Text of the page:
Scanning Transmission Electron Microscopy

Part of the Springer Handbooks book series (SHB)


The scanning transmission electron microscope () has become one of the preeminent instruments for high spatial resolution imaging and spectroscopy of materials, most notably at atomic resolution. The principle of STEM is quite straightforward. A beam of electrons is focused by electron optics to form a small illuminating probe that is raster-scanned across a sample. The sample is thinned such that the vast majority of electrons are transmitted, and the scattered electrons detected using some geometry of detector. The intensity as a function of probe position forms an image. It is the wide variety of possible detectors, and therefore imaging and spectroscopy modes, that gives STEM its strength. The purpose of this chapter is to describe what the STEM is, to highlight some of the types of experiment that can be performed using a STEM, to explain the principles behind the common modes of operation, to illustrate the features of typical STEM instrumentation, and to discuss some of the limiting factors in its performance.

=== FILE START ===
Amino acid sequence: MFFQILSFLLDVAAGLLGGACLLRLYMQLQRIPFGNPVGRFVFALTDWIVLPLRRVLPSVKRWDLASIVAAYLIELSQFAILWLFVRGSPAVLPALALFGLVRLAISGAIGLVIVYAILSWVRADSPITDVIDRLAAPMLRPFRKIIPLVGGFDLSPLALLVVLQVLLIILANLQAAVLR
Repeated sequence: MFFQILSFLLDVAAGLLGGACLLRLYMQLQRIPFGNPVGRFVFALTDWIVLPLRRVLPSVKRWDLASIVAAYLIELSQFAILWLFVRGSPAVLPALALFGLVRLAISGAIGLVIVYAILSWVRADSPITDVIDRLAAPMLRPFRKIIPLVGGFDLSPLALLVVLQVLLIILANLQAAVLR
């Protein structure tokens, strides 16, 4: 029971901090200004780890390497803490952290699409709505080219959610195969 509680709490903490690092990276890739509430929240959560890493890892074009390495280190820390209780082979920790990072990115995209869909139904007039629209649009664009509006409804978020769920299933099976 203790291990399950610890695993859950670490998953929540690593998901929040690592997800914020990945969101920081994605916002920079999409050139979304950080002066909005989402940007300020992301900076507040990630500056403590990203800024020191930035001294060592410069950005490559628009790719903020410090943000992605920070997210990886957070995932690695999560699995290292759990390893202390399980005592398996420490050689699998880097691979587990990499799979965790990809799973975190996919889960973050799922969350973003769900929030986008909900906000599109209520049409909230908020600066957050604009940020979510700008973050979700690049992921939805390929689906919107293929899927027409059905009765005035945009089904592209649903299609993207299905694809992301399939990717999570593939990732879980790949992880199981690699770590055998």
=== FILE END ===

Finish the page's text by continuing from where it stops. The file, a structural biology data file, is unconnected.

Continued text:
scanning transmission electron microscope (STEM) STEM imaging STEM spectroscopy STEM optics 


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Authors and Affiliations

  1. 1.Dept. of MaterialsUniversity of OxfordOxfordUK

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